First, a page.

This show has been made an homage to André Emmerich, who is said to have been an inspiration to his fellow gallerist, Reva Yares. She founded Yares’ parent gallery in Scottsdale AZ in 1964 while her son Dennis set up its primary offshoot in Santa Fe in 1991, which has been followed since last year by a further offshoot in New York.

True, 2017 marks the 50th anniversary of Emmerich’s first Hofmann show in 1967. And we can all be grateful that he continued to stage so many more Hofmann shows. But Emmerich was hardly Hofmann’s first gallerist.

In the 40s, he had been given shows by Peggy Guggenheim & Betty Parsons before he gravitated to Sam Kootz, another one of abstract expressionism’s early & daring dealers.

Kootz staged many Hofmann shows in the late 40s and the 1950s, when abstract expressionism was still considered the avant-garde. He closed his gallery in 1966. Although I imagine that Hofmann’s paintings were still selling at least reasonably well, Kootz also represented second-generation ab-exers like James Brooks, and – with the advent of pop – their sales were falling away to virtually nothing.

Kootz refused to go with the flow and take on pop-type artists – unlike Sidney Janis, for example. But he honored a promise he had made to Hofmann to keep his gallery open until Hofmann died.


I have known for nearly five decades that Joan Miró (1893-1983) was great, ever since Bill Rubin featured him so prominently in “Dada, Surrealism and Their Heritage” at MoMA in 1968. That summer, I did a whole “inside cover” on Miró for Time.

I have also known for three decades that Clement Greenberg admired Miró. When I wrote about Greenberg for Arts Magazine in 1983, I pointed out that in his first review for The Nation in 1941 he expressed the opinion that “the fate of our particular tradition of art depends on that into which abstract art develops.”

He cited three major artists whom, he indicated, were carrying on that tradition. The first was Miró, and although the others were Léger & Kandinsky, Miró got the best write-up.

Léger, said Greenberg, had become “an interior decorator,” and most of Kandinsky’s later works had become superficial, but Miró’s pictures “continue to excite. They may puzzle the layman, but they do not bore his eyes.”

The illustration I chose to illustrate this idea was Miró’s delicious “The Beautiful Bird Revealing the Unknown to a Pair of Lovers” (1941), a gouache and oil wash measuring only 18” x 15”, and owned by MoMA.

It’s a marvelous little painting, but not the only one of its kind. Rather, it is a “Constellation.” And this spring New Yorkers have been getting the opportunity to view both it and the rest of Miró’s unforgettable “Constellation” series -- 22 as they sprang from the artist’s brush, plus one in the form of a pochoir (sophisticated form of stencil print).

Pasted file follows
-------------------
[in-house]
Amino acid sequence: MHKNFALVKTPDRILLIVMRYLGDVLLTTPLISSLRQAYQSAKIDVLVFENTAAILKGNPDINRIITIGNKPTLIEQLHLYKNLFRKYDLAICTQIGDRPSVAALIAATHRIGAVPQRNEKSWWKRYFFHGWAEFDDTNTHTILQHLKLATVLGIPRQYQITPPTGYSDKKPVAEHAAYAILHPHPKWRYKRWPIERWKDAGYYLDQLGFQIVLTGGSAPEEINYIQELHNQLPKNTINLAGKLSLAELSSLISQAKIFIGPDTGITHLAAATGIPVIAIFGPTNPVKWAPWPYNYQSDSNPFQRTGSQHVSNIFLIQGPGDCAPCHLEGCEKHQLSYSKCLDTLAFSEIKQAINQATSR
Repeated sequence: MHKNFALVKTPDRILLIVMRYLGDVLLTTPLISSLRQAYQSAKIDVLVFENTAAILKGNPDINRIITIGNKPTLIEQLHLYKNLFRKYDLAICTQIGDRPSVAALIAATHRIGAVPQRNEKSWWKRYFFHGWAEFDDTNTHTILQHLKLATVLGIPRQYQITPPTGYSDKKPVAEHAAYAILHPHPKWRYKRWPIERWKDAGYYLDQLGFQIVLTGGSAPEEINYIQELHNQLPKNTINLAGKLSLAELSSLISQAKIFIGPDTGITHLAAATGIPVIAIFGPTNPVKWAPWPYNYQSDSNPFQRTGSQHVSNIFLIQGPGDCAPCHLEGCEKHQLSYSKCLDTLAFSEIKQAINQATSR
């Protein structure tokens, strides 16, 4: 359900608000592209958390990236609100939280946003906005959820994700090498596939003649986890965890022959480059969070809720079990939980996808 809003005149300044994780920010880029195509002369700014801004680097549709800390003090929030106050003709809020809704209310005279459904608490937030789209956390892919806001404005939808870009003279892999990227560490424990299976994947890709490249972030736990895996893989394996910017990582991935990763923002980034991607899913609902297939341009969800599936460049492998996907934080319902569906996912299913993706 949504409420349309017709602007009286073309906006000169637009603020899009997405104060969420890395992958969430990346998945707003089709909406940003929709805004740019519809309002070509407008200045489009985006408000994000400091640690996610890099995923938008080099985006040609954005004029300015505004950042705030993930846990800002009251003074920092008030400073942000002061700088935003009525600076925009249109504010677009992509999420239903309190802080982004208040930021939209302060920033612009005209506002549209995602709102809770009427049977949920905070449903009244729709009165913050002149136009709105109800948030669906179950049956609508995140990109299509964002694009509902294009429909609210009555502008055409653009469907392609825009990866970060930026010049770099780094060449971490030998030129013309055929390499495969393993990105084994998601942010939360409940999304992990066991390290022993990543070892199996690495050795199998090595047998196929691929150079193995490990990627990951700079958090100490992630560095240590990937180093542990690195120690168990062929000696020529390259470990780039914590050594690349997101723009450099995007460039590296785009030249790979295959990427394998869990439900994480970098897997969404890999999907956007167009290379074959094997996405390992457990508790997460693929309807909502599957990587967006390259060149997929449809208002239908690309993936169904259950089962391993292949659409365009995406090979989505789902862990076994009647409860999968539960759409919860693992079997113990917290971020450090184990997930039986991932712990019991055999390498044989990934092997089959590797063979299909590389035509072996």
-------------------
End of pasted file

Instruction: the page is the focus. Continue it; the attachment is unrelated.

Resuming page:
The show is at Acquavella, on deluxe East 79th Street (through May 26, alas – I feel terrible at not getting this posted sooner, but if you rush you can still make it). It is playing in tandem with a show at Pace on 57th Street of the “Constellations” sculptures created by Alexander Calder only a few years after Miró’s “Constellations (through June 30).

Neither series was initially known as “Constellations.” Neither artist was aware of the other’s work when they made theirs. True, they had been friends in Paris in the 1920s and 1930s, but the two series were created on opposite sides of the Atlantic in the first half of the 1940s.

This was during World War II. Calder, as an American citizen, was snugly ensconced in a house in Connecticut where he had lived, off and on, since 1933. But Miró, a Spaniard who had been living in Paris, and was just as much opposed to the Spanish dictator, Francisco Franco, as he was to Adolf Hitler, was leading a hunted existence.

When Hitler invaded France, it seems, Miró was in Varengeville, a tiny town in northwest France on the English Channel. From there he fled to various places in Spain, winding up (for the most part) in Palma de Mallorca (on an island in the Mediterranean off the coast of Spain), and painting the “Constellations” as he went.

“I was very pessimistic,” he later wrote. “I felt that everything was lost. After the Nazi invasion of France and Franco’s victory, I was sure they wouldn’t let me go on painting, that I would only be able to go to the beach and draw in the sand or draw figures with the smoke from my cigarette.

“When I was painting the Constellations I had the genuine feeling that I was working in secret, but it was a liberation for me in that I stopped thinking about the tragedy all around me. While I was working, my suffering stopped….”

It’s a riveting story, but the pictures themselves underline his urgency with their savage, convulsive beauty. Some people think of Miró as a lightweight because of the sometimes whimsical nature of his little symbols and “personages,” but the intensity of the “Constellations” makes all these signs and symbols sing.

All the terse little black or brightly-colored gouache images are united by webs of black lines and repose gently on their paler fields of oil wash -- offering a dazzling display of dreamlike (surrealist) coherence mingled with inventiveness.

And this is so whether these image are of stars, moons, birds, mouths (with jagged teeth), cryptic symbols for female (and less often, male) genitalia, eyes (independently), concentric circles, spirals, shmoo-like animals with big, staring eyes in their heads….

…plus the occasional swan—as, for example, in the image that accompanies this review, and rejoices in the title of “Women at the Edge of the Lake Made Iridescent by the Passage of a Swan.” Question: Can you find the swan?

As for Manhattan vs. Brooklyn, when it comes to historical figures, there is just no competition (in this selection anyway). My hometown borough is the winner & still champ.